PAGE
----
When Monica R. Martinez served previously in the State Senate, she developed a reputation for being an independent voice who could detour from her own party's path and who, on a very granular level, understood the needs of her constituents.
This year's redistricting has reshaped the area the Brentwood Democrat would represent. But after a hard-fought primary, Martinez, 45, is making the case that she can be the same independent representative for a new set of communities, saying she still has "work to do."
Martinez, whose one Senate term ended with a 2020 loss, was one of the early voices after criminal justice reforms first passed in 2019 to suggest and push for amendments. Now, she says she wants to work on the "root of the problem" when it comes to crime, by focusing on at-risk youth and the mental health and substance abuse needs her district faces.
Martinez also puts a spotlight on women's health issues, including getting insurance to cover mammograms for younger women and emphasizing the importance of early detection of diseases such as endometriosis which can hinder pregnancies. A former teacher and school administrator, she worries about the students in her district who fell behind in school due to the COVID-19 pandemic, and is advocating more funding for after-school programs and special education needs. And she supports an equality amendment to the state Constitution to secure greater protection for abortion rights.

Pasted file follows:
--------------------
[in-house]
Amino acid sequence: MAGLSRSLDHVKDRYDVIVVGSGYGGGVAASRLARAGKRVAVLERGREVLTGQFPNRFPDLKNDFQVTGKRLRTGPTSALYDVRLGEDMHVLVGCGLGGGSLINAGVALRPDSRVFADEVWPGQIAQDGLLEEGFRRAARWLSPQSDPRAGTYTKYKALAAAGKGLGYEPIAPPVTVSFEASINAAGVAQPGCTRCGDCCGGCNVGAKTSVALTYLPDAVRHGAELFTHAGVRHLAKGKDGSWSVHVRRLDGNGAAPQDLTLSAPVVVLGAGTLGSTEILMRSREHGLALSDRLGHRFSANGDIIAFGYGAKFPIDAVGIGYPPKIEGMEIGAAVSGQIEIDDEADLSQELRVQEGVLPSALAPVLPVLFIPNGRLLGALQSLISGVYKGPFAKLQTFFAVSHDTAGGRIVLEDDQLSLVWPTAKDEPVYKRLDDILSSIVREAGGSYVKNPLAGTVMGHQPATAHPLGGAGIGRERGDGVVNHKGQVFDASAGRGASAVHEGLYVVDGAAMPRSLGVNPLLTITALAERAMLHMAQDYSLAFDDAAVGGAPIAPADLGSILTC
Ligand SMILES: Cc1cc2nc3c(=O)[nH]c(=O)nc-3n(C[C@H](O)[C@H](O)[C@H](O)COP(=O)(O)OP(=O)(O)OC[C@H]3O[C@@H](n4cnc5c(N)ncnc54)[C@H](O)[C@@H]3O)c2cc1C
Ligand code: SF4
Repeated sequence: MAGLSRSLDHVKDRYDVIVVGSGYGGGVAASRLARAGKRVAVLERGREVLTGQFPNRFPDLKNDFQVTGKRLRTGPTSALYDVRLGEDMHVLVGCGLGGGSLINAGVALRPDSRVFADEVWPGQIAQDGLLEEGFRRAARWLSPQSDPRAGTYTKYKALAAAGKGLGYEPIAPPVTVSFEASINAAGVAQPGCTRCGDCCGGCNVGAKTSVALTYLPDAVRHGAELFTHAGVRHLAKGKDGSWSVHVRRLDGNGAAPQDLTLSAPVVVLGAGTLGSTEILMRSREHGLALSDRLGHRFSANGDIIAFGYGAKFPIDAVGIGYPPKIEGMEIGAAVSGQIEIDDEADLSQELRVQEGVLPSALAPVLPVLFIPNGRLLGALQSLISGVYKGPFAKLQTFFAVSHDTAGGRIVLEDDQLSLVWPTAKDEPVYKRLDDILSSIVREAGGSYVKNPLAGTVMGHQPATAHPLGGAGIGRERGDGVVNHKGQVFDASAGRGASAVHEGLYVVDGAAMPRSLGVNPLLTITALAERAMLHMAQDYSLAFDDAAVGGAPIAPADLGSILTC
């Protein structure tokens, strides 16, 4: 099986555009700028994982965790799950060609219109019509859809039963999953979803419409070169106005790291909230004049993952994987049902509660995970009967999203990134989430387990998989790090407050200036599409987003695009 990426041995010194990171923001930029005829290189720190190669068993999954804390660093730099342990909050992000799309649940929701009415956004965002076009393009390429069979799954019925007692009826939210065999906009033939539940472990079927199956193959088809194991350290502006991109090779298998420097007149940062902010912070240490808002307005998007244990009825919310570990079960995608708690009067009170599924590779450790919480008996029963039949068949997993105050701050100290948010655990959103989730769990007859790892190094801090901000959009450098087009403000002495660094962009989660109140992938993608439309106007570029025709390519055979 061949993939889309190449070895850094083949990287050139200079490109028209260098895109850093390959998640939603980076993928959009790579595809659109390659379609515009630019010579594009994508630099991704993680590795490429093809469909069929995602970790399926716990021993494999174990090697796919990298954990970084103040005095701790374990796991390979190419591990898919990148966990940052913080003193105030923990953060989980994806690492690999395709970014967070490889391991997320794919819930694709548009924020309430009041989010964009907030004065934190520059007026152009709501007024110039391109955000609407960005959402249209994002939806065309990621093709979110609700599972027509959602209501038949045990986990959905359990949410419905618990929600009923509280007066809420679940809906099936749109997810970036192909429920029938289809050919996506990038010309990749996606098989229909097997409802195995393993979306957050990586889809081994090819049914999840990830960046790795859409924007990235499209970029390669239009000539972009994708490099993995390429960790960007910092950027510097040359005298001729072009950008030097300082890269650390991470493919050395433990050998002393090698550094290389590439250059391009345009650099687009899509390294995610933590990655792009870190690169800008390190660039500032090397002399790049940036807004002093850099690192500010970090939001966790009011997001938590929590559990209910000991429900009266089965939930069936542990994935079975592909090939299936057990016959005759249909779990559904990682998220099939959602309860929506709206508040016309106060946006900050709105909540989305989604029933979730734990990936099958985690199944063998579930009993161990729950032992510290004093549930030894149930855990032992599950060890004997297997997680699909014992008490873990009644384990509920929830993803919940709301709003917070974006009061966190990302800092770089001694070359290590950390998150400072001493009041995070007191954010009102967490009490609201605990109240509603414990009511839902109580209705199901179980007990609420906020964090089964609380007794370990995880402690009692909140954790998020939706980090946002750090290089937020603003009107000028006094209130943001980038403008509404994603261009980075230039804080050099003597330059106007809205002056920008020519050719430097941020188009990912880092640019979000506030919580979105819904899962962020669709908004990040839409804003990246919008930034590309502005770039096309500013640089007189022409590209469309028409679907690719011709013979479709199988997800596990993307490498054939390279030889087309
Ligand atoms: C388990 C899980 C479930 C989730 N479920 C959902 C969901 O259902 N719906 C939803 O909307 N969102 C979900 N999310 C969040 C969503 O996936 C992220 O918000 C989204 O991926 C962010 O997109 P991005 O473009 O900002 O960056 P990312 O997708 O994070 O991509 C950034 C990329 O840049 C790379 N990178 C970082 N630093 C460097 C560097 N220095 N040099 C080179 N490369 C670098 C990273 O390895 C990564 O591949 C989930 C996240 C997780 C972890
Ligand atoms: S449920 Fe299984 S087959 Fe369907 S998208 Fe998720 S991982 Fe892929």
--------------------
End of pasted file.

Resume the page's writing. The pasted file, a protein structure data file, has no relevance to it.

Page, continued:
Martinez outlines clearly the need for additional funds for the region's parks, something she sees more acutely after having served as a regional deputy director in the state Parks Department.
Brentwood Republican Wendy Rodriguez is a real estate agent who knows her district and can speak particularly well to the needs of small business owners. And she rightly recognizes the importance of apprenticeship programs and other activities to try to reduce gang activity in the district. But while she talked of trying to address crime, inflation and other concerns, Rodriguez, 39, was unable to articulate the roles the state could play beyond the refrain of repealing cashless bail. And, surprisingly given her real estate background, she lacked an understanding of the region's need for affordable, multifamily housing. Rodriguez supports the right to abortion only in cases of rape, incest or a risk to the mother's life, and opposes funding to help those from outside the state who come here seeking abortion-related health care.
Martinez brings a fresh energy to her new Senate run. Her knowledge of how Albany works, particularly in terms of how to obtain funding for local projects, will benefit the neighborhoods she now represents and the region as a whole.
Newsday endorses Martinez.